One of the first national forests in the eastern United States, Pisgah National Forest encompasses more than 510,000 acres of the southern Appalachian Mountains.
This gorgeous haven for hiking and camping is a playground for mountain biking. Pisgah Mountain Bike Adventures offers half-day, full-day, multi-day, and even nighttime tours guided by locals who know the area like the back of their hand.
Best of all, they can customize your adventure to match your style and ability, whether you prefer climbing, downhill, or single-track riding.
A tributary of the Broad River, the Green River begins in the Blue Ridge Mountains and flows into the Piedmont region. Located southeast of Asheville, the area surrounding the Green River Gorge boasts some of the most biodiverse forests in the eastern U.S.
Whitewater rafting is always popular here due to the river’s controlled water flow. But for a change of pace, try canyoneering, one of the most adrenaline-pumping things to do in Asheville.
Green River Adventures offers two options for rappelling. At 70 feet tall, the Little Bradley Waterfall is perfect for youngsters (aged 12 and up) and first-timers. Big Bradley Falls, at 200 feet, is more challenging, and recommended for thrill-seekers ages 15 and up. Both tours include expert instruction and plenty of practice time.
ROCK CLIMBING AT CHIMNEY ROCK
Made famous by the 1992 film The Last of the Mohicans, Chimney Rock State Park is located 25 miles outside Asheville. It’s become increasingly popular amongst rock climbers in recent years thanks to its challenging cliffs, rock walls, and boulders.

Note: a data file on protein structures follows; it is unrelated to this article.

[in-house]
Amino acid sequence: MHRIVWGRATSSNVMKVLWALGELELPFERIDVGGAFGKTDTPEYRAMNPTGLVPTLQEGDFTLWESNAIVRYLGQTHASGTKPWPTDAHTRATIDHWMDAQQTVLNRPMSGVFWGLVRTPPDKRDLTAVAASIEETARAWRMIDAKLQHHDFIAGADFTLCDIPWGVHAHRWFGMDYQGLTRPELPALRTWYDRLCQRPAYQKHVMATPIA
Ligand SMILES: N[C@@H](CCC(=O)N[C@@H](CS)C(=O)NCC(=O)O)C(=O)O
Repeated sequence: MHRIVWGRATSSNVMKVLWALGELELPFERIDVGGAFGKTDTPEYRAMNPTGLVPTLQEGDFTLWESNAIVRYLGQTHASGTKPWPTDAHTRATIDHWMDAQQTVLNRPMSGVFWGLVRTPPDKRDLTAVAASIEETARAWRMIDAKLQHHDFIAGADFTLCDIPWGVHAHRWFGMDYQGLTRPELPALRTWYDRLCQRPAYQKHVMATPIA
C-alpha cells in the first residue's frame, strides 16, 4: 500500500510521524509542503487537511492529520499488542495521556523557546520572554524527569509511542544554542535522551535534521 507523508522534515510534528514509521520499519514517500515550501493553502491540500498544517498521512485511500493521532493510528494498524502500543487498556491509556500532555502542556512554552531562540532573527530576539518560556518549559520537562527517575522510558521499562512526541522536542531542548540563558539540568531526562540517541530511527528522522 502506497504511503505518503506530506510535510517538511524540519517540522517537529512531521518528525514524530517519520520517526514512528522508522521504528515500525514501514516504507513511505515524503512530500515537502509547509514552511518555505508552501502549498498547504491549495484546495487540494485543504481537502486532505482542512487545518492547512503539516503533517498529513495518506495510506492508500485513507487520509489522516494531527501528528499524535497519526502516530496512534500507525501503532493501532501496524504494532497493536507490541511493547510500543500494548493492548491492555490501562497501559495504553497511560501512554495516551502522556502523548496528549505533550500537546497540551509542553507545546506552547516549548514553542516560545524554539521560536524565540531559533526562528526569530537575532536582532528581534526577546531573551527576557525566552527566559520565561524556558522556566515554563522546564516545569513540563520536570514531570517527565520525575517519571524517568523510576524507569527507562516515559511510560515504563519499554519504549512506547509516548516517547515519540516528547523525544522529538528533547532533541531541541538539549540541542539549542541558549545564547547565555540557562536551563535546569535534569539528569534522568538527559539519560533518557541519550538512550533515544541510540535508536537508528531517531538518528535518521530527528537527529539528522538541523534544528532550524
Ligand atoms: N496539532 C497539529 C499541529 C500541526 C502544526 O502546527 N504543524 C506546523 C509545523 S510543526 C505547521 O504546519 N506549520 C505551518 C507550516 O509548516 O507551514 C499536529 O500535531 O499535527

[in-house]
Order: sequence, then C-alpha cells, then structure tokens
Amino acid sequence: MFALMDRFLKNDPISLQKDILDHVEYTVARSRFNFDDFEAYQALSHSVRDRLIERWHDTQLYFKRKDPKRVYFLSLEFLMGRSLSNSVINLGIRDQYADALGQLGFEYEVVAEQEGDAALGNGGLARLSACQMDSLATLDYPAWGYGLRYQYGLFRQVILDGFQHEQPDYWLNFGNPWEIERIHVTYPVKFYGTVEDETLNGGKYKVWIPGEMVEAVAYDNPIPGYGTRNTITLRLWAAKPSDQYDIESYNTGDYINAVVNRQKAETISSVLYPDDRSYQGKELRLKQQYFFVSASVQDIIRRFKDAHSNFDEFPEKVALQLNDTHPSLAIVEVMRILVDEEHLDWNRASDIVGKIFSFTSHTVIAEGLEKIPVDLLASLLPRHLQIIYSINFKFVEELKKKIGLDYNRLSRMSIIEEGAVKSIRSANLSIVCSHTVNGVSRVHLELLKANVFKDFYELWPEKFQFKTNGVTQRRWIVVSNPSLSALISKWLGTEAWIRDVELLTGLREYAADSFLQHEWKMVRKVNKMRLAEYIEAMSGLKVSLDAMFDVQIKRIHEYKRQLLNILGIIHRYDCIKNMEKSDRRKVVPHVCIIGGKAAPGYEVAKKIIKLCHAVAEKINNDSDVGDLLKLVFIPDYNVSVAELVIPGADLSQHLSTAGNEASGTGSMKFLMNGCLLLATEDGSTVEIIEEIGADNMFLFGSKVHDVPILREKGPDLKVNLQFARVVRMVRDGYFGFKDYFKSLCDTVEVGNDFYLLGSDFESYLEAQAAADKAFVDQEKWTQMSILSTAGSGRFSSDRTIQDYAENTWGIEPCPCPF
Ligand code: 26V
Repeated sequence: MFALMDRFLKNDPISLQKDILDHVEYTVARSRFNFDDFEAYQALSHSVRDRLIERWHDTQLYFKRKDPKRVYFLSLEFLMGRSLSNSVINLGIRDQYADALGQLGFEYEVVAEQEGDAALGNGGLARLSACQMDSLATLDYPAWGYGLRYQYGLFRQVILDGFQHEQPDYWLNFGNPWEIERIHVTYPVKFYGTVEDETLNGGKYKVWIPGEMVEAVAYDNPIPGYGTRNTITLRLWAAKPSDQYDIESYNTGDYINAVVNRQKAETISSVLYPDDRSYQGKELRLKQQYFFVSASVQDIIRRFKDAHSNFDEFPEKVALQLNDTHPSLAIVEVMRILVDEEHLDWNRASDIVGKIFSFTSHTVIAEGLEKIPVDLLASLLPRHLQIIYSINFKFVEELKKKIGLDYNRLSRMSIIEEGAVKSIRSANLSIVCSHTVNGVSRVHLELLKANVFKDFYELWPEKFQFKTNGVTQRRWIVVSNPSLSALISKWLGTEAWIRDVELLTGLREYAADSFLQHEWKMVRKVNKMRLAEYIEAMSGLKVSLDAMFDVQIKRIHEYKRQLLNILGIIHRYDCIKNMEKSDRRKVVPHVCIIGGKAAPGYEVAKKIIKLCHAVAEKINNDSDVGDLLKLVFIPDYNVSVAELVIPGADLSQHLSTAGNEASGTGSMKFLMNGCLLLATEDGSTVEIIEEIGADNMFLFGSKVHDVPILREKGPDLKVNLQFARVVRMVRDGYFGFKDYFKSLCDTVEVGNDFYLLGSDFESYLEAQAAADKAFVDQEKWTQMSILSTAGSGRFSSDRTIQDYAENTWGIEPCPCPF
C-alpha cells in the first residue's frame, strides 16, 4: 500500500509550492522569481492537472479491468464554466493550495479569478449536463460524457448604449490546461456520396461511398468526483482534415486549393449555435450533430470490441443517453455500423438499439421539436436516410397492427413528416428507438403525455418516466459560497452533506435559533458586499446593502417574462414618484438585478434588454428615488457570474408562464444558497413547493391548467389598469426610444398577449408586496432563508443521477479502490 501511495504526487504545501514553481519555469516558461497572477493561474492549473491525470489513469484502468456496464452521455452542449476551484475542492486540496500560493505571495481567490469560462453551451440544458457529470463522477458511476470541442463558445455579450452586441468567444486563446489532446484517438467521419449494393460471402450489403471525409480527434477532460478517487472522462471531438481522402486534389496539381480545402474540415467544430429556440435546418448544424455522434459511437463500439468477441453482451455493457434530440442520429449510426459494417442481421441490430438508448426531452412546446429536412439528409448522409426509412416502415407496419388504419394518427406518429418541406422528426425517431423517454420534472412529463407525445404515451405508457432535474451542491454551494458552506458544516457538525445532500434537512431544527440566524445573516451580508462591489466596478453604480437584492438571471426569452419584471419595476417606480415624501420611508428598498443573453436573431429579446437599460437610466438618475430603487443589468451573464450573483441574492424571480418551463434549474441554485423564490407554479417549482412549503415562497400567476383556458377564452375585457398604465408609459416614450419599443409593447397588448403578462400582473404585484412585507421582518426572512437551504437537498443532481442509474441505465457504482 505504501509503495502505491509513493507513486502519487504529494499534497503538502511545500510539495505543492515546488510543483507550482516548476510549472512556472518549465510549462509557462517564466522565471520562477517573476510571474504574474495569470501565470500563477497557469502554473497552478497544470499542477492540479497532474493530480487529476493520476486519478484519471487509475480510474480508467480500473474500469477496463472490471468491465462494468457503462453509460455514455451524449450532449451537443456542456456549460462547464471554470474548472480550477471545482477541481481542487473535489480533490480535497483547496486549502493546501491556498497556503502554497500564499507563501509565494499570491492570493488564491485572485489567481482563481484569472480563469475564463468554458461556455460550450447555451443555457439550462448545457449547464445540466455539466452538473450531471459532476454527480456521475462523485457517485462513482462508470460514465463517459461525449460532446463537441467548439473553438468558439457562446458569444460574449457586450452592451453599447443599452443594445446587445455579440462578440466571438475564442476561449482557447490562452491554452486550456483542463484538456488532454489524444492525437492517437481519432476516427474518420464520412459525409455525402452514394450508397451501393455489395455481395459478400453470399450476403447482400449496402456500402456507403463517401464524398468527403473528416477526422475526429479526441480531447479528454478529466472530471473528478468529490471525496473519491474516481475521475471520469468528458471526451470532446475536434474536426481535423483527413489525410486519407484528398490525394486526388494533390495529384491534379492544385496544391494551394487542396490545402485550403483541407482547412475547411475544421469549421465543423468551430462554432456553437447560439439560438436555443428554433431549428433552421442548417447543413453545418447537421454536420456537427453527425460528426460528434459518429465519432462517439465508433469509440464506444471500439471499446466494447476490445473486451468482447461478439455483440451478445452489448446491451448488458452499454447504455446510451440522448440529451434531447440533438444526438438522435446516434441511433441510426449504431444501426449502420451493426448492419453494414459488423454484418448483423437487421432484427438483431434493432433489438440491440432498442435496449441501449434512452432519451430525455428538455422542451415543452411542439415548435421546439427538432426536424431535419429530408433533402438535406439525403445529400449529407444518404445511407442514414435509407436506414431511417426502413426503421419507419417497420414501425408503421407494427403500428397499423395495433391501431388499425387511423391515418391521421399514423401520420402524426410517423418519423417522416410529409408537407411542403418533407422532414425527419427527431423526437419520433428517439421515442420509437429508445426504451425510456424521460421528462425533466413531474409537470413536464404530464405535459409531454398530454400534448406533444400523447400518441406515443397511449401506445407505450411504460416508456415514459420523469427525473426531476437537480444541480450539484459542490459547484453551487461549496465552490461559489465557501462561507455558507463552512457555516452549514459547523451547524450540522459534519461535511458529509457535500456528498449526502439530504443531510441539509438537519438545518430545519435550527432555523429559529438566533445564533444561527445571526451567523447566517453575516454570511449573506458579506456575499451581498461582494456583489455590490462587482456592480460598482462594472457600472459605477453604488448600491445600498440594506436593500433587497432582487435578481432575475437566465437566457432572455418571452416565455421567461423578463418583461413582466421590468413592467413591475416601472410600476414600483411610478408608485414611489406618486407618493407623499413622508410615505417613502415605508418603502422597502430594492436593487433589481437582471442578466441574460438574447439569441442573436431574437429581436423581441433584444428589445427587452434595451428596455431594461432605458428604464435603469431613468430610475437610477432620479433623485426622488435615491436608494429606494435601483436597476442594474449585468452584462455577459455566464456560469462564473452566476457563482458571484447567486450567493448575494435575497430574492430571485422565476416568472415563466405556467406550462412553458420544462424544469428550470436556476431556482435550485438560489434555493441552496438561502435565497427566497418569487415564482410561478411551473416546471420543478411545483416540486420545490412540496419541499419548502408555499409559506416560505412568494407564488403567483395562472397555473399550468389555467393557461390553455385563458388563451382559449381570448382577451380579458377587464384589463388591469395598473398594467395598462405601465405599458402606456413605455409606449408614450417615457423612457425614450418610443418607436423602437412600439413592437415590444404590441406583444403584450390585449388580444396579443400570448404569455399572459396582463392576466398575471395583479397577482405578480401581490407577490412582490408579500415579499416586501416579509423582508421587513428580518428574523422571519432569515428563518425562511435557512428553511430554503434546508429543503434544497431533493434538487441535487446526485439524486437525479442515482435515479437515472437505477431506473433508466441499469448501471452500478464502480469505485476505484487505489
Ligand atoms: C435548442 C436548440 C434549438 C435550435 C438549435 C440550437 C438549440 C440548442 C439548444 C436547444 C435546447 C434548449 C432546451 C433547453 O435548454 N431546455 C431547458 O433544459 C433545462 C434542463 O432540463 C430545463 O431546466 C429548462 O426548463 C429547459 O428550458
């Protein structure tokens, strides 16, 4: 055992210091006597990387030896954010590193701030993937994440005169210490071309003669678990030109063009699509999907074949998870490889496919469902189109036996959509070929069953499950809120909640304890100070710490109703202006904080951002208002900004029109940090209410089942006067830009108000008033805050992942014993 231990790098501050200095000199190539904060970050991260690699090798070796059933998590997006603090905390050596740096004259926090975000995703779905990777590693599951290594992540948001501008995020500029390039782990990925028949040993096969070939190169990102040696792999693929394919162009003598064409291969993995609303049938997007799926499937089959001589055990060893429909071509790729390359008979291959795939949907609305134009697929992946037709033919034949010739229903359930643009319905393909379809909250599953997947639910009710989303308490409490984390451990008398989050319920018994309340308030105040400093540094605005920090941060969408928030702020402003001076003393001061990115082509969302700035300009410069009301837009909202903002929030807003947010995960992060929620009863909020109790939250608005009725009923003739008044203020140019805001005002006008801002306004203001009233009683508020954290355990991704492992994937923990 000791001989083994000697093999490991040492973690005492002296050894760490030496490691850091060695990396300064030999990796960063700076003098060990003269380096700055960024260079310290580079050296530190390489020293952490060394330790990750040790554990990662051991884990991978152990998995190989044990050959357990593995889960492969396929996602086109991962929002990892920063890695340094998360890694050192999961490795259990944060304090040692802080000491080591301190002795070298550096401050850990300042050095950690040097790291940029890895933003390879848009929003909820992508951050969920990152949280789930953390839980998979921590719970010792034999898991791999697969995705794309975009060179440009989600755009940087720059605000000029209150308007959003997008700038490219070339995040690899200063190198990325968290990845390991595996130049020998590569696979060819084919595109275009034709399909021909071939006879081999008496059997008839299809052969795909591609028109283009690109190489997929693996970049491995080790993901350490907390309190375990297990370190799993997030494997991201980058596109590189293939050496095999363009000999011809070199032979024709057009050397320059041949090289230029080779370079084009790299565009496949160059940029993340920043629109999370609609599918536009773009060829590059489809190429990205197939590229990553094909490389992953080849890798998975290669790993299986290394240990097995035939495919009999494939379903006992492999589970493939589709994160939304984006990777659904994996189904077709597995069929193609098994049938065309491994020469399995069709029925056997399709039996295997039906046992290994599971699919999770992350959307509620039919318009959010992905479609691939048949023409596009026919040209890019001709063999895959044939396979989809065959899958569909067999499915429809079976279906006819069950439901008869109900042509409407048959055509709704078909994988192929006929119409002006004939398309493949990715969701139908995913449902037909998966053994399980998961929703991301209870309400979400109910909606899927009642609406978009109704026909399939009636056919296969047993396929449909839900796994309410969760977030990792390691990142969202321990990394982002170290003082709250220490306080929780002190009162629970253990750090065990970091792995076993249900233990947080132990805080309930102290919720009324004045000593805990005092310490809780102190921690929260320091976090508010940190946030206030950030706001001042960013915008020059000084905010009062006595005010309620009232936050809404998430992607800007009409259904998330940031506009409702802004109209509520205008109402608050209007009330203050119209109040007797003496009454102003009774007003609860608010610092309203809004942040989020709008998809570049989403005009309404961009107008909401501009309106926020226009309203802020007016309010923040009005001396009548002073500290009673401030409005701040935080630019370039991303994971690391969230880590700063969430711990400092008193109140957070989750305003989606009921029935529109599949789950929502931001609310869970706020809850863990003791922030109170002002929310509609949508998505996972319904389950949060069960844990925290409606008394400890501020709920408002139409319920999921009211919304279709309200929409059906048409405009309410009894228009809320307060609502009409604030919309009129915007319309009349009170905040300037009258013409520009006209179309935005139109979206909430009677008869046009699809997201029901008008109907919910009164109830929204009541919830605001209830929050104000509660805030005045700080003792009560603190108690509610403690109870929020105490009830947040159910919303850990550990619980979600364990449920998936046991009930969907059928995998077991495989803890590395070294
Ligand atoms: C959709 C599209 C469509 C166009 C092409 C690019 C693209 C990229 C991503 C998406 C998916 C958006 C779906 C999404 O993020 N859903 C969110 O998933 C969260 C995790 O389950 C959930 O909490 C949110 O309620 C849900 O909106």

Fox Mountain Guides & Climbing School (the only school in the Southeast certified by the American Mountain Guide Association) offers 1-on-1 instruction and guided trips for skill levels ranging from beginners to experts.
Check out Rumbling Bald Mountain, which features 1,100 acres of world class technical rock climbing and around 1,500 boulders to conquer. All are easily accessible by car.
It may be a mountain town, but Asheville can still get hot in the dog days of summer. There’s nothing better at the end of a long day of outdoor adventures than cooling off in one of the area’s countless waterfalls.
If you’re still hungry for more action, head to Sliding Rock in Pisgah National Forest. This is considered “the king of swimming holes,” offering a 60-foot natural rock water slide that feeds into an 8-foot deep pool.
Fair warning: The mountain waters can be chilly, usually around 55-60º! But there are observation areas for folks who find those temps too “refreshing.” Just get there early, because this local hotspot is a popular place for families in the summertime.
WATCH FOR ELK IN CATALOOCHEE VALLEY
Great Smoky Mountains, the most visited of America’s National Parks, boasts a bevy of wildlife species. It’s home to 200 species of birds, 50 species of fish, 39 species of reptiles, 43 species of amphibians, and mammals such as Black Bears, Raccoons, Bobcats, River Otters, Beavers, and two species of Fox.
But the most noteworthy animal you’ll find in the park is its ever-expanding Elk herd. Elk once roamed these North Carolina hills by the thousands, but they were all killed off by hunters in the 1700s.
Thanks to a 2001 reintroduction program, there are now over 150 Elk in the park. The Cataloochee Valley (which is surrounded by picturesque 6000-foot peaks) is the best place to see them. These massive megafauna can often be found grazing along the road into the park. But park volunteers can typically tell you where the herd was spotted last.
ZIPLINING THE BLUE RIDGE MOUNTAINS
Putting an eco-friendly pin on typical zipline tours, Navitat Canopy Adventures speaks for the trees and encourages their guests to respect the beauty of nature.
The company’s Moody Cove Adventure is perfect for first-timers, combining 10 ziplines (one 1100 feet), two bridges, two rappels and two hikes. The Blue Ridge Experience is bigger, higher and faster. It boasts one zip measuring 3,600 feet long and 350 feet high, going at speeds up to 65 mph.
Adrenaline junkies will love The Ultimate, which combines both packages for six hours of invigorating action and incredible mountain views. –Bret Love